Developing Canada’s vaccine infrastructure for future pandemics will depend on addressing bio-economy labour shortages


Previously published in the Hill Times on September 13, 2021–  After having to depend exclusively on international partners for COVID-19 vaccines, it’s encouraging to see Canada investing heavily in infrastructure projects to build our vaccine independence for future pandemics.

Canada has been fortunate to secure significant COVID-19 vaccine supplies from other countries, but the high-stakes global race to land them highlighted the importance of developing long-term capacity to create and manufacture made-in-Canada vaccines.

We need to be better prepared to control our fate not only against COVID-19 but also to protect the health and safety of Canadians against future diseases and viruses that may threaten our security.

Biosciences infrastructure – bio-manufacturing plants, laboratories and other domestic production facilities – are critical pieces of the puzzle to rebuild our domestic vaccine manufacturing capacity and fuel our bio-economy. But buildings alone aren’t the full solution.
We need highly skilled people — and lots of them — to work inside those labs and manufacturing facilities. We need to create a strong bio-economy talent pipeline to ensure we have a qualified workforce ready to take on the complex job of developing vaccines and new medicines.

Unfortunately, we’re already starting from behind.

The evidence indicates Canada’s bio-economy is facing a severe shortage of labour. The much-needed push to get made-in-Canada vaccines flowing will only exacerbate the problem unless we move quickly to address it.

BioTalent Canada has been drawing attention to this pending shortage since before the pandemic hit. Our role is to bridge the gap between job-ready talent and bio-health sector employers. We support the people behind life-changing science, as a trusted resource for labour market intelligence in the bio-economy.

We’ve been spearheading an in-depth national Labour Market Information Study since 2018. Our full report on supply and demand will be released in October, but I can share some preliminary data. By the end of this decade, the study estimates Canada will need an additional 5,160 employees in bio-health manufacturing and production. Related functions of distribution/logistics and quality control/assurance – getting the products to market – will need an additional 3,780 employees.

These projections are based on current demand trends, even without the much-need expansion that will push demand even higher.

The stark reality is that unless Canada takes steps now to ensure a steady pipeline of bio-economy talent, we will not be ready for the next crisis.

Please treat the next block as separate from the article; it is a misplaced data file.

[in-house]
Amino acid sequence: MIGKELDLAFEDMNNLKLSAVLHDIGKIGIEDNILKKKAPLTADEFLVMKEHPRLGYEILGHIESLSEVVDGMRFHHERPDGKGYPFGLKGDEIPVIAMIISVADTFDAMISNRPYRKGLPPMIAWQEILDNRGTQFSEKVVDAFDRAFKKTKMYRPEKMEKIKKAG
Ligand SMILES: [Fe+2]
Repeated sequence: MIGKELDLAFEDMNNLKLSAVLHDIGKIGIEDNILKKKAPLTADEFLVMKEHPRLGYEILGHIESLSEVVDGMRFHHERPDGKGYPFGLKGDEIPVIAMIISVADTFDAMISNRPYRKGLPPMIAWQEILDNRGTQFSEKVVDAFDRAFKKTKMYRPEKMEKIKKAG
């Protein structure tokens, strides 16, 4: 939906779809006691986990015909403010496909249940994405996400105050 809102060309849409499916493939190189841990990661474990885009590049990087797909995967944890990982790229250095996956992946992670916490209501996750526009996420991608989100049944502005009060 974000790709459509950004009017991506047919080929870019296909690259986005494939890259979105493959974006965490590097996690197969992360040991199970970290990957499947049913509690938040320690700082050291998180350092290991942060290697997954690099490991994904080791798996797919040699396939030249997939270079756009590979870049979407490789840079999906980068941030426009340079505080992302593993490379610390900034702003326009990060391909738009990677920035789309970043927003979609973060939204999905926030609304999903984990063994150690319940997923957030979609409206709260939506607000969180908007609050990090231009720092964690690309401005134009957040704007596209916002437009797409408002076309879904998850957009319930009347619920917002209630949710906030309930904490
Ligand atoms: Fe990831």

So, what can we do to reverse the trend?

Our research – started pre-pandemic and updated throughout the changing landscape – indicates an urgent need to ramp up skills development and market supports, to feed the pipeline of talent required for those crucial bio-manufacturing jobs.

We must diversify recruitment to reach a broader talent pool, including recent immigrants, internationally educated professionals, Indigenous workers, and workers with disabilities. The bio-economy is woefully lagging behind many other industries in their employment rates for these groups. We need to up our diversity and inclusion game.

We also need to increase awareness of bio-economy career opportunities among students and youth to help them understand that they can find high-paying, fulfilling, and rewarding careers in this emerging field.

Finally, our bio-economy needs plenty of people for non-scientific roles, such as front-line processors, salespeople, marketers, human resources specialists, and administrators. Therefore, it will also be important for bio-economy employers to widen the recruitment net to include non-industry talent that can be up-skilled or re-skilled to transition seamlessly into front-line and management positions within the bio-economy.

The challenges of developing made-in-Canada vaccines may sound daunting, but Canada has done it before. We have a strong track record of innovation and vaccine development, including helping bring the polio vaccine to the world in the 1950s. Our broad hope is that this enhanced training capacity can also help relieve deficits in other subsectors: bio-industrial, agri-bio, medical device, and stem cell research, all of which can benefit from Canada’s enhanced training capacity.

Provided the key players – government, business, and academia – work closely together, there’s no reason why we can’t regain our vaccine independence and re-establish our leadership role in vaccine production.


Rob Henderson, President and CEO of BioTalent Canada.